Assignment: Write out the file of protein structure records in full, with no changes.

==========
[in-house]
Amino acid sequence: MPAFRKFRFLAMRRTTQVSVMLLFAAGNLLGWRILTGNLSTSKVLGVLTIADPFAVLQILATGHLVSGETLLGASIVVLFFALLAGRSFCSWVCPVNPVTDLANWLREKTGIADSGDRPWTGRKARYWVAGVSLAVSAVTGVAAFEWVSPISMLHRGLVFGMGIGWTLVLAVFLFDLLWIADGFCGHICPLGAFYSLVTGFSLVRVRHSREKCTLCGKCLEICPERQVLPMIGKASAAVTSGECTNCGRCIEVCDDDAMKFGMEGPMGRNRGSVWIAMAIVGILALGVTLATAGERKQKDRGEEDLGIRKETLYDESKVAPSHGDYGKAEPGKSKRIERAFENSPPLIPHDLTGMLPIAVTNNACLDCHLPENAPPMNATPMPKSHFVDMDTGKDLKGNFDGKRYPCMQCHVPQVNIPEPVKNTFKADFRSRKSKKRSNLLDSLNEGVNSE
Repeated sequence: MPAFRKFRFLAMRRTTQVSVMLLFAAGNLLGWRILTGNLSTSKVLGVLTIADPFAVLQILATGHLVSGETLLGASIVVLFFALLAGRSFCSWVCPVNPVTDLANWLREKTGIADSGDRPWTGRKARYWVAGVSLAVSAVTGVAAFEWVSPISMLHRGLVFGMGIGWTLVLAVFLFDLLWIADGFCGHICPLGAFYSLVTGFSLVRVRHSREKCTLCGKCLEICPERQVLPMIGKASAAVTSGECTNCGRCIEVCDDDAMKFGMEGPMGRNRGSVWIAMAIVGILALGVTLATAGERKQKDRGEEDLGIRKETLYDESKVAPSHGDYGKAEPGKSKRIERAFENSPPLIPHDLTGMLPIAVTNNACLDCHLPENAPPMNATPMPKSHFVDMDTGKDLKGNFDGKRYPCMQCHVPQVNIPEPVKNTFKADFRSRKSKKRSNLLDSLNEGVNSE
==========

[in-house]
Amino acid sequence: MPAFRKFRFLAMRRTTQVSVMLLFAAGNLLGWRILTGNLSTSKVLGVLTIADPFAVLQILATGHLVSGETLLGASIVVLFFALLAGRSFCSWVCPVNPVTDLANWLREKTGIADSGDRPWTGRKARYWVAGVSLAVSAVTGVAAFEWVSPISMLHRGLVFGMGIGWTLVLAVFLFDLLWIADGFCGHICPLGAFYSLVTGFSLVRVRHSREKCTLCGKCLEICPERQVLPMIGKASAAVTSGECTNCGRCIEVCDDDAMKFGMEGPMGRNRGSVWIAMAIVGILALGVTLATAGERKQKDRGEEDLGIRKETLYDESKVAPSHGDYGKAEPGKSKRIERAFENSPPLIPHDLTGMLPIAVTNNACLDCHLPENAPPMNATPMPKSHFVDMDTGKDLKGNFDGKRYPCMQCHVPQVNIPEPVKNTFKADFRSRKSKKRSNLLDSLNEGVNSE
Repeated sequence: MPAFRKFRFLAMRRTTQVSVMLLFAAGNLLGWRILTGNLSTSKVLGVLTIADPFAVLQILATGHLVSGETLLGASIVVLFFALLAGRSFCSWVCPVNPVTDLANWLREKTGIADSGDRPWTGRKARYWVAGVSLAVSAVTGVAAFEWVSPISMLHRGLVFGMGIGWTLVLAVFLFDLLWIADGFCGHICPLGAFYSLVTGFSLVRVRHSREKCTLCGKCLEICPERQVLPMIGKASAAVTSGECTNCGRCIEVCDDDAMKFGMEGPMGRNRGSVWIAMAIVGILALGVTLATAGERKQKDRGEEDLGIRKETLYDESKVAPSHGDYGKAEPGKSKRIERAFENSPPLIPHDLTGMLPIAVTNNACLDCHLPENAPPMNATPMPKSHFVDMDTGKDLKGNFDGKRYPCMQCHVPQVNIPEPVKNTFKADFRSRKSKKRSNLLDSLNEGVNSE